Since the VP-11S1 is exactly the
same in form as my previous S4, I was able to use the same mount. The S1 does
not have horizontal lens shift, so mounting the projector in line with the
screen correctly can be a bit of a pain. The lens is not quite centerline with
the chassis, so if you are not using Marantz's mount you have to compensate for
do get the projector mounted correctly, there is a built-in test pattern that
can be used for alignment, focus, and lens shift. This is the same
crosshatch pattern the S4 used and is an interactive pattern in that it
changes color if you are outside of the recommended range of the zoom and lens
shift. If the S1 is in its intended operating range, the crosshatch lines are
uniformly white. Once you start exceeding the limits the lines turn
green. This was never a problem in my experience with the projector.
than do a full calibration right out of the box, I broke the projector in for
a few weeks. I wanted to get at least 50 hours on the bulb before starting in
on grayscale just to make sure the bulb had settled in a bit. The S1 is
shipped with the bulb already at 15 hours so it didn't take too long if I left
it on for a while even when not in use.
I did do
some cursory adjustments such as brightness and contrast using a variety of
high definition test discs. It was here that I ran into my first problems with
tested the S4, I noticed that the projector clips head and toe room when it's
fed a 4:2:2 YCbCr input signal. This is odd since this is the most common
color space associated with DVD, HD DVD, and Blu-ray. Well, the S1 turned out to
have the same issue, only worse. It clipped head and toe room with a 4:4:4
signal as well. That means that all video being fed to the projector needs to
be converted to RGB before it's sent to the projector to ensure that the projector retains the
full dynamic range.
This is a problem for two reasons. First, very few players
on the market allow you to change the output color space. Second, RGB is
limited to 8-bits, so you've just negated the value of those high-end DVD
players and video processors with 10-bit processing. This is a limitation of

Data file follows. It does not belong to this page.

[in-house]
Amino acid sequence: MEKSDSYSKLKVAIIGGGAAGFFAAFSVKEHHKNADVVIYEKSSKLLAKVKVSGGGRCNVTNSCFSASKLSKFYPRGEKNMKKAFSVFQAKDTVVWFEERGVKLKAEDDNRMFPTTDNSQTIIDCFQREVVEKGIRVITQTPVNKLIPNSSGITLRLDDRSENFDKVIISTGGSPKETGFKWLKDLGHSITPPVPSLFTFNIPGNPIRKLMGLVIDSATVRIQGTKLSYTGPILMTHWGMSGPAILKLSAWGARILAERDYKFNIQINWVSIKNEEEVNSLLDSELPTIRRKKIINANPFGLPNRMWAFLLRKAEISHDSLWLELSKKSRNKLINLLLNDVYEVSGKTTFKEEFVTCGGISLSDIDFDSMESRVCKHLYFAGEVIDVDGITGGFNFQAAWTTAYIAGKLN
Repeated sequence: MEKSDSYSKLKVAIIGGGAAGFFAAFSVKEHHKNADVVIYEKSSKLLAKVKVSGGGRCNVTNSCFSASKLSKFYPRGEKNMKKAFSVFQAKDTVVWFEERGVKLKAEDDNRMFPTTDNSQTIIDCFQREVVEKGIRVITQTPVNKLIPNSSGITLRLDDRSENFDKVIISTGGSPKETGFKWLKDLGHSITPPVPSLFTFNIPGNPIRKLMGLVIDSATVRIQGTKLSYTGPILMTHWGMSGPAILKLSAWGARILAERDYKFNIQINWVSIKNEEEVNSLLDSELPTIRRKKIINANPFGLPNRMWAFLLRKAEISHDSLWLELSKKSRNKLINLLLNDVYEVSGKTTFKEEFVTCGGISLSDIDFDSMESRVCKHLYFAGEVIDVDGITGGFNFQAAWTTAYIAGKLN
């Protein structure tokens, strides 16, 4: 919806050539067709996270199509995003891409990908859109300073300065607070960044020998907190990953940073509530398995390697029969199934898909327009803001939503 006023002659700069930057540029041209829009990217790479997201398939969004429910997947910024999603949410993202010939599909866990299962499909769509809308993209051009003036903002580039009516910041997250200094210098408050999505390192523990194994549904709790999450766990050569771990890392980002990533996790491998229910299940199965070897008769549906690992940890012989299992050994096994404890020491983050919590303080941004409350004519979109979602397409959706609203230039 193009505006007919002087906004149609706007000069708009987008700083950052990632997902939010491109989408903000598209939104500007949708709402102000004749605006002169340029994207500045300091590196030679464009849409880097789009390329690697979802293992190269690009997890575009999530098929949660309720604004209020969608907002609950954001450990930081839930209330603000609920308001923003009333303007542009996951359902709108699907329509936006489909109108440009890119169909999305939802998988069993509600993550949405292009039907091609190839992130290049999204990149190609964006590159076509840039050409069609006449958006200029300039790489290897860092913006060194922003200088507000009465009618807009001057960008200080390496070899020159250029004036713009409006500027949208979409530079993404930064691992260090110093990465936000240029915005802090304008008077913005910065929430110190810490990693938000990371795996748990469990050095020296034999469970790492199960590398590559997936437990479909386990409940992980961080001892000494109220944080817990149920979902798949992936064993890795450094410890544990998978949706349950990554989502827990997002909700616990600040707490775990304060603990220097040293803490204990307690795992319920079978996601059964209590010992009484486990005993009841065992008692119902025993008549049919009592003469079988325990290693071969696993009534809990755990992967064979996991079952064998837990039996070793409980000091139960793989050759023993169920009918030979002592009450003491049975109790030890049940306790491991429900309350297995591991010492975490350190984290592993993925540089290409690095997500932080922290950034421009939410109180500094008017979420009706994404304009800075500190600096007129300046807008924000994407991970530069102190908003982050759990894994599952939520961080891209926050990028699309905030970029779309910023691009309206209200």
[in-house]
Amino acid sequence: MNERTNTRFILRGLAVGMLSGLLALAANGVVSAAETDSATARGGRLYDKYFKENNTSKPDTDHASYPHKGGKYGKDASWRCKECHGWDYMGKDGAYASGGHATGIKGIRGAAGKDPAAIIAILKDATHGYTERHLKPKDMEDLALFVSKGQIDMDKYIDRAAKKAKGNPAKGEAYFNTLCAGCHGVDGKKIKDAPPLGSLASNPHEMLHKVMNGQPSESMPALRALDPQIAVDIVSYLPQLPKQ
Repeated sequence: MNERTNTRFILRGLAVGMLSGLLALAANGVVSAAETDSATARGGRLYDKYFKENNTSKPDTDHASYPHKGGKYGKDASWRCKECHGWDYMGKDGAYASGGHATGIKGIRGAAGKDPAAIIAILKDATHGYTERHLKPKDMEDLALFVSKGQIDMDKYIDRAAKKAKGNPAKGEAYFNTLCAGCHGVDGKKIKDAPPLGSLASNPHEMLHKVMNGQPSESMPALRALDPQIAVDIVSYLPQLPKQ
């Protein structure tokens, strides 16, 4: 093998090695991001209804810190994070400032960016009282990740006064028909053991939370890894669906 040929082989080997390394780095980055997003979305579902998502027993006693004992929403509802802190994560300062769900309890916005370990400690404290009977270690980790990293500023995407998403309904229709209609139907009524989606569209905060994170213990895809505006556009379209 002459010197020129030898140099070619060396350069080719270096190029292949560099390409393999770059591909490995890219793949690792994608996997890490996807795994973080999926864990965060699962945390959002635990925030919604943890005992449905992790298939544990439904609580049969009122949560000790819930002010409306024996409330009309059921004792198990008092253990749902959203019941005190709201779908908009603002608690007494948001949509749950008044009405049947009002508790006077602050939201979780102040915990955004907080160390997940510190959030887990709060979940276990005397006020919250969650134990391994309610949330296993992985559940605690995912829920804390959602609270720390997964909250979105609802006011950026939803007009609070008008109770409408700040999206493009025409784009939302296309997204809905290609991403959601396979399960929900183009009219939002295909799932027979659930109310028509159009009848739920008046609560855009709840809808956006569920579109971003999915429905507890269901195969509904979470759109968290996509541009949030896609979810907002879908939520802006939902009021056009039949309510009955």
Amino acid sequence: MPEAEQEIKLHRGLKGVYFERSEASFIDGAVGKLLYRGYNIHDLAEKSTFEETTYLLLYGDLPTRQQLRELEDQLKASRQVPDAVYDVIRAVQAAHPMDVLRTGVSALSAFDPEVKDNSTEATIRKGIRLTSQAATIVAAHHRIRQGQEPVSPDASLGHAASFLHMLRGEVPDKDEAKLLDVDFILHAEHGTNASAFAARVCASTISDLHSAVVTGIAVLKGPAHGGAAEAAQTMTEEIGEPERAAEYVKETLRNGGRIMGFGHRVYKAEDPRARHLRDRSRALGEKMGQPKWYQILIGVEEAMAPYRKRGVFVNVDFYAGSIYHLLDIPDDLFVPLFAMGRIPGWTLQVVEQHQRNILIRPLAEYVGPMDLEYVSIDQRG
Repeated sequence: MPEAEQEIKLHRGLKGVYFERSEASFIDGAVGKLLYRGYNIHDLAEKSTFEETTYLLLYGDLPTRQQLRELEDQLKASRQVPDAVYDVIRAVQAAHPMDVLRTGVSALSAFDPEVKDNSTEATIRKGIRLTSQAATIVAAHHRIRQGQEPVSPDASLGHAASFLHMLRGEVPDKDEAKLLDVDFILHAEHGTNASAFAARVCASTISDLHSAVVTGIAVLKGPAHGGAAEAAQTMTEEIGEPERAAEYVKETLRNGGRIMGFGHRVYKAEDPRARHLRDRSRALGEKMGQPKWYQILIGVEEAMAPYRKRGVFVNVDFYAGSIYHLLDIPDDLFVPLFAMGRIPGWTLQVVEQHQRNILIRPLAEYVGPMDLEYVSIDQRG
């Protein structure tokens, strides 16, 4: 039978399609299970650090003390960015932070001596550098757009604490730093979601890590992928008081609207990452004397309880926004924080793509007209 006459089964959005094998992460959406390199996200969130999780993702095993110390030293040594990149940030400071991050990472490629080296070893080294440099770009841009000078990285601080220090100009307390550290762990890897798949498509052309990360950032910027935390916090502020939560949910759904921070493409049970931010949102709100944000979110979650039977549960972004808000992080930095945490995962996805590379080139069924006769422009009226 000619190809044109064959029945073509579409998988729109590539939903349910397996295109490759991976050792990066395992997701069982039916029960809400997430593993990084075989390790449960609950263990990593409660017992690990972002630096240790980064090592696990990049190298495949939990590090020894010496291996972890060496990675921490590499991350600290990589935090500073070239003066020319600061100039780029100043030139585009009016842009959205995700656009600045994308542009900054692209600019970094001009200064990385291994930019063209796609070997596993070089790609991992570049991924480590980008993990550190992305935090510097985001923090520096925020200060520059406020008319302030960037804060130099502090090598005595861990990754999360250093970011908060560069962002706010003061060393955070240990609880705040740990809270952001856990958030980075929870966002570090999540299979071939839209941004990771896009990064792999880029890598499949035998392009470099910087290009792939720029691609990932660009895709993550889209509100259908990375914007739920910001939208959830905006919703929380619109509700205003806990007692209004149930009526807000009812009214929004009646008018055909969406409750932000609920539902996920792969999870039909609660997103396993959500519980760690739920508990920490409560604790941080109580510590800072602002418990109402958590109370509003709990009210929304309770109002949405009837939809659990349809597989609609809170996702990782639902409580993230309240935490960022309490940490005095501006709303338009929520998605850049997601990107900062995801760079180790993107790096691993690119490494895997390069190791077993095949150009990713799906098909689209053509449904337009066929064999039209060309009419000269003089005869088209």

the HDMI receiver chip the S1 uses and we've seen the same problem with a lot
of other projectors on the market, but at this price point, such things
should be worked out.
I've yet to use an LCD projector that had this problem.
The Sony VPL-HS51 ($1999) that I had in my office would accept any form of YCbCr via HDMI with no issues at all. (I am not sure if this has been
addressed with the newer 11S1 with 1.3a compliance, but I was sent a firmware
update that at least allowed for YCbCr 4:4:4 support with no clipping.)
toe room are important for video calibration as they set the boundaries for the
upper and lower end of contrast and brightness. These controls are not
arbitrary, and you nned a defined point where you should stop adjusting
either. With brightness you want the mirrors to stop dithering at digital 16.
If you have a SMPTE color bar pattern, there is a strip at the bottom of the
image that represents the image just below that point. By setting the
brightness so that the mirrors are off in the black area surrounding this
strip (and not one level lower!) you are setting the off point of the mirrors
to 16. Since the Marantz clips this information with a 4:2:2 input, you may
not ever see this strip. You can compensate for this by just evaluating when
the mirrors stop moving though (dithering) in the black area and just stopping
there. This should give you the same result.
is a bit trickier though. Knowing the proper clip point for white is extremely
important. Not only does it ensure that you are not overdriving white, it